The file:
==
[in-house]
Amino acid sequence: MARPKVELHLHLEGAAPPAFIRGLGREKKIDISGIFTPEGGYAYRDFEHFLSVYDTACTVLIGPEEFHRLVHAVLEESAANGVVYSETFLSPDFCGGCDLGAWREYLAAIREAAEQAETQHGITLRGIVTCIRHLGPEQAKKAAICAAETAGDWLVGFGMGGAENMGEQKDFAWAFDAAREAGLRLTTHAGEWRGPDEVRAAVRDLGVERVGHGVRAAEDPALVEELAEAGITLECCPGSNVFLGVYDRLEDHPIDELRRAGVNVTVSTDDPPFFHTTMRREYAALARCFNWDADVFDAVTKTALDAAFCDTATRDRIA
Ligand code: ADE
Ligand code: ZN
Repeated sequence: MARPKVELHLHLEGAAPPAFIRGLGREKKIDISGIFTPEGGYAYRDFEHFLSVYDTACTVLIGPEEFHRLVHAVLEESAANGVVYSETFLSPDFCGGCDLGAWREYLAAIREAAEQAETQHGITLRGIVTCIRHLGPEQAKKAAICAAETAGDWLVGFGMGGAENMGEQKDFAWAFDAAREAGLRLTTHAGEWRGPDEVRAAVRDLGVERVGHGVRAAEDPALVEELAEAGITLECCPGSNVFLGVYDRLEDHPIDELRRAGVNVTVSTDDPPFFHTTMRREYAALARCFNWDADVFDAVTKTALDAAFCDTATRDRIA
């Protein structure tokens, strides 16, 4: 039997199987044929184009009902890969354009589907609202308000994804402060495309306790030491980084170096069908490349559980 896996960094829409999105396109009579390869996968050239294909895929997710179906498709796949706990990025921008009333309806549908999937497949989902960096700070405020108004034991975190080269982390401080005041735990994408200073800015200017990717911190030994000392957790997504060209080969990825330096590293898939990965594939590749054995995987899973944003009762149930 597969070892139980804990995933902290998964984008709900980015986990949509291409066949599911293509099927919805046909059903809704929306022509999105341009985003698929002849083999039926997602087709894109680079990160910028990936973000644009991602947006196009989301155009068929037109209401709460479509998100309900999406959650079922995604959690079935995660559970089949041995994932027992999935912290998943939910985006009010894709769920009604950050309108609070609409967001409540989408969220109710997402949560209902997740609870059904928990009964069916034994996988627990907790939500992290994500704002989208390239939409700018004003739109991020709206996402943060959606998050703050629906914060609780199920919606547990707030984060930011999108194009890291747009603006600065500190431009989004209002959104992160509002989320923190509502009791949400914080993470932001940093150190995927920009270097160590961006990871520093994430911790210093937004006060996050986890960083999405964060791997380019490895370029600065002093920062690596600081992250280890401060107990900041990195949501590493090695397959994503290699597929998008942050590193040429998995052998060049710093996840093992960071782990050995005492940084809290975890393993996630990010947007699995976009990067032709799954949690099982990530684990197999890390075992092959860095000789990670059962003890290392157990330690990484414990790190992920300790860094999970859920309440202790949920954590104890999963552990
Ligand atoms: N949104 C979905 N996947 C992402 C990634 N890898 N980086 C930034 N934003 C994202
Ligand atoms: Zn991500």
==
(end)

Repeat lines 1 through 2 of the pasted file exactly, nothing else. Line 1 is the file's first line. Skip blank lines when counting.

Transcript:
[in-house]
Amino acid sequence: MARPKVELHLHLEGAAPPAFIRGLGREKKIDISGIFTPEGGYAYRDFEHFLSVYDTACTVLIGPEEFHRLVHAVLEESAANGVVYSETFLSPDFCGGCDLGAWREYLAAIREAAEQAETQHGITLRGIVTCIRHLGPEQAKKAAICAAETAGDWLVGFGMGGAENMGEQKDFAWAFDAAREAGLRLTTHAGEWRGPDEVRAAVRDLGVERVGHGVRAAEDPALVEELAEAGITLECCPGSNVFLGVYDRLEDHPIDELRRAGVNVTVSTDDPPFFHTTMRREYAALARCFNWDADVFDAVTKTALDAAFCDTATRDRIA